16. Judy on said:

      What's to say? Another winner by Alexandra Fuller. This memoir focuses on her Mum's life from her birthplace in Scotland to her residences in Zambia, Rhodesia/Zimbabwe, Botswana and Malawi. Mum is never boring and I am convinced that Fuller could just transcribe her conversation and it would be a bestseller. Cheers! to Nicola Fuller of Central Africa.

    17. Laurie Notaro on said:

      Great follow-up tp her first book. Let's Don't Go To the Dogs Tonight. I love her writing.

    18. Alistair on said:

      I loved this but then I loved Alexandra's previous memoir of life growing up in Africa with her parents " Don't let's go to the dogs tonight ".This a more a tribute to her mother Nicola Fuller of Central Africa . I suspect that the first book led to a rift between mother and daughter particularly as it unflinchingly reveals her excessive drinking and depressions and Nicola constantly refers to it as " That Awful Book " but this a more rounded portrait and a love letter to her parents and to Afri [...]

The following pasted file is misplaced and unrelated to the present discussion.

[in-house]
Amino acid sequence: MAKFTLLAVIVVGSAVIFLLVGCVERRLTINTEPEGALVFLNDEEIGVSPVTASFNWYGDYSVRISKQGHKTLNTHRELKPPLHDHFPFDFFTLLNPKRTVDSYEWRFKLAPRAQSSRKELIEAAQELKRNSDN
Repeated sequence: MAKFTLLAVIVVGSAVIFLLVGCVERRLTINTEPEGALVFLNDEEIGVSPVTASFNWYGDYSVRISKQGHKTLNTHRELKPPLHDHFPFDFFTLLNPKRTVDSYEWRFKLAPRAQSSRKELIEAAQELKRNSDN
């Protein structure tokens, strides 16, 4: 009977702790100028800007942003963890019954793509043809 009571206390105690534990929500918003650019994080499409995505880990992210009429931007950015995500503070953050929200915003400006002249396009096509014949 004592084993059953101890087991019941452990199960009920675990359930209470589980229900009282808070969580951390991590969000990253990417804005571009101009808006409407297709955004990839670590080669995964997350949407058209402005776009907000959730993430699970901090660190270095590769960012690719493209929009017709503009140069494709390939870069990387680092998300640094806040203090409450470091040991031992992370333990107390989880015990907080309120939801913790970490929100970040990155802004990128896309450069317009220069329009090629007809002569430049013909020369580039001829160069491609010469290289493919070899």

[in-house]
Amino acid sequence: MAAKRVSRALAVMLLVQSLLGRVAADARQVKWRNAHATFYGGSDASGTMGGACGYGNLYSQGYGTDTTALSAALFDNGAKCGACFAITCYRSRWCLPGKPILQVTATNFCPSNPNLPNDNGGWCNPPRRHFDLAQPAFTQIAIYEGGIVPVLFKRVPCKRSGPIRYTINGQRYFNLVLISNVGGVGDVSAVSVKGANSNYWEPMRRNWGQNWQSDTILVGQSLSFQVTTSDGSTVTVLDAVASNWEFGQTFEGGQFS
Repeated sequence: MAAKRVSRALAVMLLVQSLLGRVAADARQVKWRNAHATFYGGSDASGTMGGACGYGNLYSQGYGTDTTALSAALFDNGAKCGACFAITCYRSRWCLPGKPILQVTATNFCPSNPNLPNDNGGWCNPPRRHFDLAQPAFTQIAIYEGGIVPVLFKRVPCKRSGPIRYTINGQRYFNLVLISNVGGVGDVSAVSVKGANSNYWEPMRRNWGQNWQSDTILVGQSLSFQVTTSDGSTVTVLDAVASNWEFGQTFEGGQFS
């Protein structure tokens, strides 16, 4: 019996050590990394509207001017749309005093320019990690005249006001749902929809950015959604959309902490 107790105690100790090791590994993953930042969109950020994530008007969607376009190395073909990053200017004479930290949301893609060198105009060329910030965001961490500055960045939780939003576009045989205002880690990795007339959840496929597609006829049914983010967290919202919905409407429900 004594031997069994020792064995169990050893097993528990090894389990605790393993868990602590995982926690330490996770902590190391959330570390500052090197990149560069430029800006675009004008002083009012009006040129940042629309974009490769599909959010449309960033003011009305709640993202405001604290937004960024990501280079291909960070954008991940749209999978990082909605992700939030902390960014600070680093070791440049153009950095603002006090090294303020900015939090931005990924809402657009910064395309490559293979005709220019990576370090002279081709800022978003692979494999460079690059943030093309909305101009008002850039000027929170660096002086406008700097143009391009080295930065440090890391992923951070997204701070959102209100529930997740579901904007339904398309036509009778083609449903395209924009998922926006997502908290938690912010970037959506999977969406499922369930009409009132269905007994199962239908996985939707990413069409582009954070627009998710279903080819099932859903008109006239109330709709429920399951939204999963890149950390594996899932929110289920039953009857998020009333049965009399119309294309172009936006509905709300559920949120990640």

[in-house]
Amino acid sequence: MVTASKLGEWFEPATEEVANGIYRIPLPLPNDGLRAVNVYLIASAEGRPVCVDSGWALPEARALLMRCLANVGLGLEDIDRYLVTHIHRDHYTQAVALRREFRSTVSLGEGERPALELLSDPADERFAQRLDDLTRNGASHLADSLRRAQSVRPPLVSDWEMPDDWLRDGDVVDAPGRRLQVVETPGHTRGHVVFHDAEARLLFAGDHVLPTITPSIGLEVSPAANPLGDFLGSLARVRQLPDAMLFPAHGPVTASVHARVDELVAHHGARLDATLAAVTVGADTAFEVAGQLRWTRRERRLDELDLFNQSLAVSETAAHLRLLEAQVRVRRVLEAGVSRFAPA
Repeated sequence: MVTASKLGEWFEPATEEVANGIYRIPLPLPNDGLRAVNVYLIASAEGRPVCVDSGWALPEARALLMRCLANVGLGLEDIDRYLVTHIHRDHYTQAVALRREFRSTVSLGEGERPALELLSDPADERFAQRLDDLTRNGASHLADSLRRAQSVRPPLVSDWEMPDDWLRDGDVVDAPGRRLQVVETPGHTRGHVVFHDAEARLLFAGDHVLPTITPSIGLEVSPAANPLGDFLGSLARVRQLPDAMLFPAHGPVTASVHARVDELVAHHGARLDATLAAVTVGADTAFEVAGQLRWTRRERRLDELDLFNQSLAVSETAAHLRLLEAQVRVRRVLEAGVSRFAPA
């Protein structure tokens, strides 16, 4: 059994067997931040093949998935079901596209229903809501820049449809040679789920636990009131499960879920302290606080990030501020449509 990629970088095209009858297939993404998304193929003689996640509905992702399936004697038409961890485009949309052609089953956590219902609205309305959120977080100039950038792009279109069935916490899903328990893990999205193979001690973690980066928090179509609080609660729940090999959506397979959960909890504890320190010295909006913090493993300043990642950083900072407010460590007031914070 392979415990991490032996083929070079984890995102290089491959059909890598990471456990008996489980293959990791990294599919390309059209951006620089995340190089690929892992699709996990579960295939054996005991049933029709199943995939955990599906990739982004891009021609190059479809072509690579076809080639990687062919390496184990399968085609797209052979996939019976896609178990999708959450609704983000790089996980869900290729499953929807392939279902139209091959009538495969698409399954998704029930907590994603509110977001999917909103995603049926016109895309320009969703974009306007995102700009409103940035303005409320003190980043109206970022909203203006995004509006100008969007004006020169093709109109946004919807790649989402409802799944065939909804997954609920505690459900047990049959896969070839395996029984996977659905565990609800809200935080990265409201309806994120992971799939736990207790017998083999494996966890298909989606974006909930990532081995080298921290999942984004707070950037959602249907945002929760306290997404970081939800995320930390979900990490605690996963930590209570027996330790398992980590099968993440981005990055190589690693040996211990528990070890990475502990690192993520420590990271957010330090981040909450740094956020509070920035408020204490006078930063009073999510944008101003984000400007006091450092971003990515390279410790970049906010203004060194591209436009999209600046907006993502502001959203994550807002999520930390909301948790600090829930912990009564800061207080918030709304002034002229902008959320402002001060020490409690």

19. Grace on said:

      This book, a prequel/sequel, continues, and in some ways completes, the first book, Don't Let's Go to the Dogs Tonight. I fully expect and hope we have another. This book is much more reflective and reveals the author's evolving and maturing understanding of her mother. The language is beautiful and evocative, rich in imagery. Several passages are worthy of quoting."Whether out of desperation, ignorance, or hostility, humans have an unerring capacity to ignore one another's sacred traditions and [...]

    20. Petrina on said:

      While this is a fascinating, even amusing portrait of a family lead by the author’s eccentric mother Nicola, it left me wanting to know more about Rhodesia and Africa during the collapse of British colonial rule rather than more about the family. The book is a tribute to the strengths and limitations of Fuller’s parents as they lived with the complexities of being white and often poor in Rhodesia during the 70's and 80's. In my initial search, I don't see many well-reviewed books on the subj [...]